Cardiac arrest survivor receives latest defibrillator technology

East Kent Cardiologist, Dr James Rosengarten, has led an EKHUFT first by implanting a subcutaneous implantable defibrillator, or SICD.

An ICD is a small device which can treat people with dangerously abnormal heart rhythms. The use of ICDs has prolonged hundreds of thousands of lives and when first introduced in the 1980s, they were implanted in the abdomen. Later came the transvenous ICD, which is implanted in the shoulder area.

The less invasive SICD is the newest type of ICD device, which delivers protection without touching the heart.

This month, Dr Rosengarten used this technology for the first time on a 30-year-old cardiac arrest survivor.

A cardiac arrest is when your heart suddenly stops pumping blood round your body, commonly because of a problem with electrical signals in your heart. When your heart stops pumping blood, your brain is starved of oxygen. This causes you to fall unconscious and stop breathing.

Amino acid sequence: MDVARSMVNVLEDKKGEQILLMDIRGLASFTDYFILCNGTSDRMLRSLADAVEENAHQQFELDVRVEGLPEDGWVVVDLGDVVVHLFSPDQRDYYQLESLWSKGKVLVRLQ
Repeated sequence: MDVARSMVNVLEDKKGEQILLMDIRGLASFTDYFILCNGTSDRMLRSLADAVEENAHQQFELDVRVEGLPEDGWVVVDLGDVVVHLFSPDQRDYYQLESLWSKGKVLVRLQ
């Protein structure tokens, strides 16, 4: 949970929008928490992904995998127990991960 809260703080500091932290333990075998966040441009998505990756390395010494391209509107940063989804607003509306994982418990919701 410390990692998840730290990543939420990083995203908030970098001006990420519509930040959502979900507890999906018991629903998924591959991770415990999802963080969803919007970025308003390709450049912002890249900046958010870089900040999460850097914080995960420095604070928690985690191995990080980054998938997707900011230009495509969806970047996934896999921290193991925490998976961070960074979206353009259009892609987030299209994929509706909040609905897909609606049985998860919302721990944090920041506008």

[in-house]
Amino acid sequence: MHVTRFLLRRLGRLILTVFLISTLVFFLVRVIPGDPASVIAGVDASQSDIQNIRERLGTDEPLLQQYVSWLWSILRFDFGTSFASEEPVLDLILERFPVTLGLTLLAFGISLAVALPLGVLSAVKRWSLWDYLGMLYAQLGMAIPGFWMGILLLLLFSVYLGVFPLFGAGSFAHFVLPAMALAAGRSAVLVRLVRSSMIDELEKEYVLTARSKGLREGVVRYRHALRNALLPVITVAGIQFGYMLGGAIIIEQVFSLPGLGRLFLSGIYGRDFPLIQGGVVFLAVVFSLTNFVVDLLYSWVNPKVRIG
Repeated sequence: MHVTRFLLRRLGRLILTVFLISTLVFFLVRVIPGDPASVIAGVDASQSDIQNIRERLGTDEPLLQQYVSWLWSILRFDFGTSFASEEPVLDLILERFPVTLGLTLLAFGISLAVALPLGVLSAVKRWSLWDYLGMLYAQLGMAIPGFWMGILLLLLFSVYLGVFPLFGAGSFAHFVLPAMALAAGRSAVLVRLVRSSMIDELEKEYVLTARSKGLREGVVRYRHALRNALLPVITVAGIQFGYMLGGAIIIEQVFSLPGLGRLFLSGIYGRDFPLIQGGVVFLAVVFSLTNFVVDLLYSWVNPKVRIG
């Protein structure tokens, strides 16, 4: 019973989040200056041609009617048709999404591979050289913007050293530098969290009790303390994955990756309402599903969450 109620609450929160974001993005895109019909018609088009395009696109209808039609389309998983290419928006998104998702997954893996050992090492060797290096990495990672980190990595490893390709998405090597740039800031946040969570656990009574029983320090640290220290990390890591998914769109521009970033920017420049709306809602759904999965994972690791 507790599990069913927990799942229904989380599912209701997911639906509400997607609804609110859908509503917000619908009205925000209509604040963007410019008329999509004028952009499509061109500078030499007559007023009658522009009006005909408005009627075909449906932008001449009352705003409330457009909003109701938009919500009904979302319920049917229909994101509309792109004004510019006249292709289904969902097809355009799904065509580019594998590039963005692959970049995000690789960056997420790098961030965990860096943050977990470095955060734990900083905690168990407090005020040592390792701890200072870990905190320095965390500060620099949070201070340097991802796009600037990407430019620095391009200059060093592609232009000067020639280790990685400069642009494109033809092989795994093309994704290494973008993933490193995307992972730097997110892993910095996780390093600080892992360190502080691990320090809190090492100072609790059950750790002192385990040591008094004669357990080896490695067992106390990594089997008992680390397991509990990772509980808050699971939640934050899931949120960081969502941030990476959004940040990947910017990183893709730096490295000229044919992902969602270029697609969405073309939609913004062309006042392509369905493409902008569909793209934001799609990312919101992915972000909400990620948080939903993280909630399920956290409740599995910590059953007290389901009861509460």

This can be fatal if not treated quickly, and timely intervention with an external defibrillator can be lifesaving. Thanks to the work of SECAMB, more and more survivors make it to hospital. To stand the best chance of no future cardiac arrests, ICD’s are sometimes fitted. Whilst the ICD service has been up and running for over a decade in east Kent, the new SICD technology has not previously been available locally.

Dr Rosengarten said: “the SICD is a fantastic piece of technology, approved by NICE for use in appropriate patients.

“In the past, patients have had to travel to London to have this done, but I’m delighted to use my skills and training to implant the first device here.”

The all site cardiology team continues to be a regional leader in delivering the best care for residents of East Kent, developing more and more local services. The last few years have seen the delivery of cardiac MRI scans and interventional electrophysiology as well the expansion of the regional heart attack service.